What are Employee Benefits?


Women doing group yoga as part of their employee benefitsEmployee benefits are compensation in addition to the salary provided by a specific employer. These payments are offered within a compensation package that is not in the form of cash. Businesses and organizations provide these benefits to attract potential employees and compete with other employers in the job market.

Health insurance and retirement plans are some of the things that come to mind when people discuss employee benefits. Know that every company can offer different compensation packages. However, keep in mind that there are also employee benefits that employers are required to provide by law.

Below are the different types of employee benefits, which include the government-mandated and employer-provided packages.

Types of Employee Benefits Mandated by the Government

Social Security & Medicare Contributions

Social security benefits provide you income once you stop working or retire from your job. Employees who become permanently disabled and are unable to work anymore can also benefit from these. Medicare, on the other hand, provides individuals who are 65-years-old or above—and, in some cases, people with specific disabilities—health insurance programs. These two contributions are paid equally as payroll deductions by the employer and employee.

Workers’ Compensation Insurance

In the event that you become ill or get injured on the job, the workers’ compensation insurance can cover your medical bills and lost wages. With a few exceptions, all employers in every state must provide this type of compensation. It can either be provided through a state-run insurance fund or a private insurance company. It’s important to know, however, that if you ever need this benefit, employers or the company pays only a portion of your salary, which is usually two-thirds of it.

Unemployment Compensation Contributions

If you ever lose your job involuntarily, unemployment benefits can compensate you and temporarily replace your steady income until you find another job. State programs provide these benefits within guidelines under federal law. The eligibility for this type of insurance, along with the length and amount of compensation, are also provided by the state. So, understand that if you get terminated—for example, due to willful misconduct—then you cannot collect unemployment compensation.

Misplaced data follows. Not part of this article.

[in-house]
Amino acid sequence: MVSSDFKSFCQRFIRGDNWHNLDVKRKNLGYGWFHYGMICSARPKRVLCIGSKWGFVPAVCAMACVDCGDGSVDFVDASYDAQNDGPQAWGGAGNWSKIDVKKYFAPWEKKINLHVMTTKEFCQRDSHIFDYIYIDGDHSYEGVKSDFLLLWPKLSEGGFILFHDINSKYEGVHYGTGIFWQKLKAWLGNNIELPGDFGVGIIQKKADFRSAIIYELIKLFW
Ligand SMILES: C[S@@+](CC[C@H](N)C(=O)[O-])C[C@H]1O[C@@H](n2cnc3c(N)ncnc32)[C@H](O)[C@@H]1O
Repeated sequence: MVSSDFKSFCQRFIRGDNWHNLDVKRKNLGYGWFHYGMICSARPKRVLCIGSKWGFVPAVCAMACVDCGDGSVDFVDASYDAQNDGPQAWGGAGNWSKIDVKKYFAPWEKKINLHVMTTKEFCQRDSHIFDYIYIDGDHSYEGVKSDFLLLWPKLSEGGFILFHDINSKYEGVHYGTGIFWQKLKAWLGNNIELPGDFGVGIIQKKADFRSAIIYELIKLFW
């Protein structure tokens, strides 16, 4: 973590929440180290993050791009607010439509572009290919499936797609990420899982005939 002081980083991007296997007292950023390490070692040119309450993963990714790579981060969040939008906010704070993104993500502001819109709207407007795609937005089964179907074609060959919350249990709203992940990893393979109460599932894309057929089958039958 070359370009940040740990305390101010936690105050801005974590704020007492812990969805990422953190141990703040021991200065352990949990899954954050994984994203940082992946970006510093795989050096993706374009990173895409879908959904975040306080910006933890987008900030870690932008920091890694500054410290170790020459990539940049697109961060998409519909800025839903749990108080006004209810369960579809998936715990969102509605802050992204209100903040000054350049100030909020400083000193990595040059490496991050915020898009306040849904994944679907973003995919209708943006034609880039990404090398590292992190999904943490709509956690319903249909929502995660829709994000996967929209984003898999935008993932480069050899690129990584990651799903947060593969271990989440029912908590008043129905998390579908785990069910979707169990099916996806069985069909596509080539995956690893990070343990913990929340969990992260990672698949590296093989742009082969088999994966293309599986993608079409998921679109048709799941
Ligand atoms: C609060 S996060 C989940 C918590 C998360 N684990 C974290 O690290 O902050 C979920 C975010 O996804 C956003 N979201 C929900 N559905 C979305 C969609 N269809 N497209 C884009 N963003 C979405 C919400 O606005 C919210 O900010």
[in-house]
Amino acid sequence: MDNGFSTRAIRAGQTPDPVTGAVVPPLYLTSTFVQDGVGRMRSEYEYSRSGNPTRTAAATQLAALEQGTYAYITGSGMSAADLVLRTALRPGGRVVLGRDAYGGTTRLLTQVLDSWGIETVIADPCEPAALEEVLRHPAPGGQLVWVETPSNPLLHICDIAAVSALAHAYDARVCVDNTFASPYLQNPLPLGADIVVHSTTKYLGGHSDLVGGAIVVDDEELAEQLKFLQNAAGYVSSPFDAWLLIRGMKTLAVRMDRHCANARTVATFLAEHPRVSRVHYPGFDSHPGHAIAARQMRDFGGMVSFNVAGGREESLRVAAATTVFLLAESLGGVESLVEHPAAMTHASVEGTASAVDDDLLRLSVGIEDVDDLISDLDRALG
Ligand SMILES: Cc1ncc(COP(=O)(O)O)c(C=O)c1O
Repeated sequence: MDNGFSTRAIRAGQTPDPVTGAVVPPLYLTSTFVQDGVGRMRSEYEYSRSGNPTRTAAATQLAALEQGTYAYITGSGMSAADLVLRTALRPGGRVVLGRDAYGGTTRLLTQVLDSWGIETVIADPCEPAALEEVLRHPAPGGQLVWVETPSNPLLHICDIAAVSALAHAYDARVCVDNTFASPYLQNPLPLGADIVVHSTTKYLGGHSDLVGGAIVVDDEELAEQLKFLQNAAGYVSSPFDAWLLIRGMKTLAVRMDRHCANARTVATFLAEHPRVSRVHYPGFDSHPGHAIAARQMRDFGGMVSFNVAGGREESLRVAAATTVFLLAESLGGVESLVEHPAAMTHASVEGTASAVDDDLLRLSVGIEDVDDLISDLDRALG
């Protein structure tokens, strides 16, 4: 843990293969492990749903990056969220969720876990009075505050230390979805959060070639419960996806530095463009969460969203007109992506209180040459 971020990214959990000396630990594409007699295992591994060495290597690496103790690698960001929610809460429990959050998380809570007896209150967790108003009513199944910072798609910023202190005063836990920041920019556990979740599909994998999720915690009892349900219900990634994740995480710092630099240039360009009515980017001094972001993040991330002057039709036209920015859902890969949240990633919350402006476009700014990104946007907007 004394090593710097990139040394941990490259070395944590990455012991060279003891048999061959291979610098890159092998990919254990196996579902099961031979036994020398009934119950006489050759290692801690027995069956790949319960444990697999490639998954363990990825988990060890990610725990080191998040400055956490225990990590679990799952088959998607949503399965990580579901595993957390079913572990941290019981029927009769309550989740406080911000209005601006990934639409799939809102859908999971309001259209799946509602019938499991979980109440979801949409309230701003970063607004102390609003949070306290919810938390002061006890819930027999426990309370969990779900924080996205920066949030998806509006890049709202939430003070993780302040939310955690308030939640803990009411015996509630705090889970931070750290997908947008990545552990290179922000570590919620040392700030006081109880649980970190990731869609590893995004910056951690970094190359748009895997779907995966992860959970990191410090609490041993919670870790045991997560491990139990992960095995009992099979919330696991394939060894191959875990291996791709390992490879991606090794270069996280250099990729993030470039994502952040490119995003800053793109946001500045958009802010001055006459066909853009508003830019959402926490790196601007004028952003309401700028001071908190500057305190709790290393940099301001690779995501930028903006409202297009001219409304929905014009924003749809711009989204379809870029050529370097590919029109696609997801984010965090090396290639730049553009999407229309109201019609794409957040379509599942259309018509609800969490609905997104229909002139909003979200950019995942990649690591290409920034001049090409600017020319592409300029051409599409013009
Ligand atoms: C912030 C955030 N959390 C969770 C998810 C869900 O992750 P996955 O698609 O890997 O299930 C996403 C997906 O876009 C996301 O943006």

FMLA

As a federal law, the Family and Medical Leave Act provides you assistance if you ever need to go on leave from work due to family responsibilities. This type of benefit only applies to employers with more than 50 employees, in which they have to provide eligible employees 12 workweeks of unpaid FMLA leaves during any 12-month period. Eligible employees include those who have worked for an employer for at least 12 months, have completed at least 1,250 work hours during a 12 month period, and have worked at a workplace within a 75-mile radius.

COBRA

The Consolidated Omnibus Budget Reconciliation Act (COBRA) allows spouses, children, retirees, and certain employees to continue health benefits from their group health plan after their employment. The coverage usually lasts for 18 months, which can sometimes be extended. Death, divorce, voluntary or involuntary job loss, and transition between jobs are some of the circumstances that make you eligible for COBRA benefits.

Other Types of Employee Benefits Packages

Besides the government-mandated benefits mentioned above, there are different types of employee benefits provided by employers simply because they feel accountable to their workers and want to give them more. Some of these include the following:

  • Dental Insurance: Some employers provide insurance that covers a portion of your dental treatment bills. Coverage of dental treatments and procedures and other forms of medical insurance vary from company to company.
  • Health Insurance: If an employee works at least 30 hours per week, the employer must provide health care, which may include visits to primary care physicians, hospitalization, emergency, and more.
  • Life Insurance: In the event that an employee passes away, life insurance plans provide compensation to a beneficiary. Employees can pay monthly, quarterly, or annually to secure their loved ones financially after their death.
  • Retirement Plan: Employers can provide a retirement plan so that their employees can have savings in the future once they decide to retire from their job.
  • Fitness: To promote health and wellness in a company, some employers may offer wellness programs. These can include company gym memberships, exercise classes, and stress management to name a few.

For employers, offering these benefits are optional and are covered under a labor agreement. So understand that each employee benefits package would vary depending on your future employer. Furthermore, some employers can also offer bonuses and incentives so that they can attract and retain employees into working for their company.

Seek Professional Legal Advice about Employee Benefits

It’s important to always evaluate employee benefits. Whether you’re still applying for a job or currently employed, review your employee benefits and whether or not they meet your needs. Whatever type of employee benefits packages is offered to you, take full advantage of them.

So if you are not getting the legal benefits under state and federal laws, do not hesitate to seek damages against your employer. Report to your HR department about this concern through a formal letter or email. If you still don’t get any justice from your company, seek labor lawyers in Los Angeles to help you fight for your rights in getting the employee benefits you rightfully deserve.


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